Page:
I don’t think anyone takes computers for granted these days so there isn’t a lot of sense in telling everyone how important they are in the world. Instead I want to talk about how they, more than any politician, altered the economic landscape of the United States and mention of few of the most important names in the field. It’s important to understand why computer technology kept the U.S. as the world’s leading economy and why we are now, once again, in some danger of losing that power.
So my loyal followers, dig into your closets, find that oft used Time Travel cap, and place it firmly upon your head as we go … back … back … back to 1971.
Computers have been around for quite some time with even the ancients using calculating machines. I’m skipping past the fascinating stories of Hero of Alexandria, Wilhelm Shickard, Charles Xavier Thomas, Ryoichio Yazu, Joseph Marie Jacquard, Charles Babbage, Herman Hollerith, Arthur Pollen, and Konrad Zuse among a host of others. If you’ve time and inclination these are all interesting stories. However, I’m skipping ahead a bit.
In 1971 Intel developed the microprocessor for a Japanese computer company based on an invention of Robert Dennard. What I think is important here is that a U.S. company built it for a Japanese company. At this time Japan’s economy was growing while the U.S. was beginning a period of stagnation. Japanese cars were flooding the market and American consumers rightly found them to be superior to home built vehicles. Technology from Asia was beginning a flow that continues to this day with China leading the way.
Then in 1975 a little machine called the Altair 8800 was introduced and a group of young Americans began to play with it. A couple of young fellows named Paul Allen and Bill Gates wrote something called a BASIC Interpreter for it. Two other young guys, Steve Jobs and Steve Wozniak began to work on their own versions of home computers.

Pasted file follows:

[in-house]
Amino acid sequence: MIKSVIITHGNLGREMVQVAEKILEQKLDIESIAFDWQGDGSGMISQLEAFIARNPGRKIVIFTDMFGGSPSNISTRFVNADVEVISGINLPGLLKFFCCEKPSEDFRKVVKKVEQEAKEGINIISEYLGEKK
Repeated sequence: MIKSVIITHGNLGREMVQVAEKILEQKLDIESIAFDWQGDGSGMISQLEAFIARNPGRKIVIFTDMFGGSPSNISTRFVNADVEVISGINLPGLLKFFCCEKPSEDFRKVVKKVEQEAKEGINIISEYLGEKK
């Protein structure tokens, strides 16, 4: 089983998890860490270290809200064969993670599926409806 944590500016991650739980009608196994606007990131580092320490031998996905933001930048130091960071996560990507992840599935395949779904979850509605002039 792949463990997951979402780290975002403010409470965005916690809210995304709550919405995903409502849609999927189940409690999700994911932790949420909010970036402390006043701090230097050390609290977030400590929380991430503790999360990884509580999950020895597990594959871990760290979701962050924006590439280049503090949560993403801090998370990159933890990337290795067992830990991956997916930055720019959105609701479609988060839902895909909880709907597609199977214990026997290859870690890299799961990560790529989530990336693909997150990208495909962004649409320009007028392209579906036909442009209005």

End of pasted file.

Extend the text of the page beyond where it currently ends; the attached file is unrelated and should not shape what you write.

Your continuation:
Now, I’m going to leave aside all the name dropping and get back to the economics of computers and how they changed the landscape of U.S. power. By the late 1970’s there was a feeling that the U.S. was losing it’s place as the preeminent economy in the world. Gasoline embargoes and the rise of Asian technological advances contributed to a perception that probably had some merit if was overblown.
Computers changed all that. With companies like Microsoft, Apple, a reinvigorated IBM, Hewlett Packard, Xerox, Commodore, and a host of others suddenly pumping huge sums of money into the economy and paying massive tax bills our economy grew at an astonishing rate. The link between economic growth and technical achievement is strong. However, the boost we gained from computers is waning as it does with all new technology. There are some arguments that this boost was less than others throughout history.
With new technology our living standards improve dramatically, our work week declines, our free time increases, and our buying power increases. I think many of these things are directly attributable to the rise of computers and their related technologies.
The lesson I take from all this is that if we want to continue to improve our lives then we need to continue to invest in emerging technologies and particularly reward entrepreneurship. Too much of late I see Crony Capitalism and regulations designed to empower the established businesses at the expense of the small innovators.
This is a core message of Ayn Rand and Objectivism. If the big companies squeezed out Microsoft, Apple and others with regulations and government intervention our lives would have suffered. The individual achiever must be allowed to innovate and achieve and then we all benefit.
In my opinion, the next new technology is alternate energy. If we continue to invest heavily in subsidies for oil we will fall behind other nations researching nuclear, wind, solar, wave, thermal and other sources of power. If this happens will will lose our place as the most powerful economy in the world. I’ll take that topic on in more detail soon.
For now I simply want to say thank you to all the men and women who bring me computer technology! Gentlemen, Ladies, thank you! Maybe you can take the time to head down into the little cave where your IT staff resides eating donuts and making fun of the technologically illiterate. Ignore the odors, the dank depression, the wild eyed maniac drooling in the corner, and any other strange things you might see, pop your head in with a cheery smile and say, “Thanks!” Then get out of there while you still can!
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Sword and Sorcery fantasy with a Libertarian Twist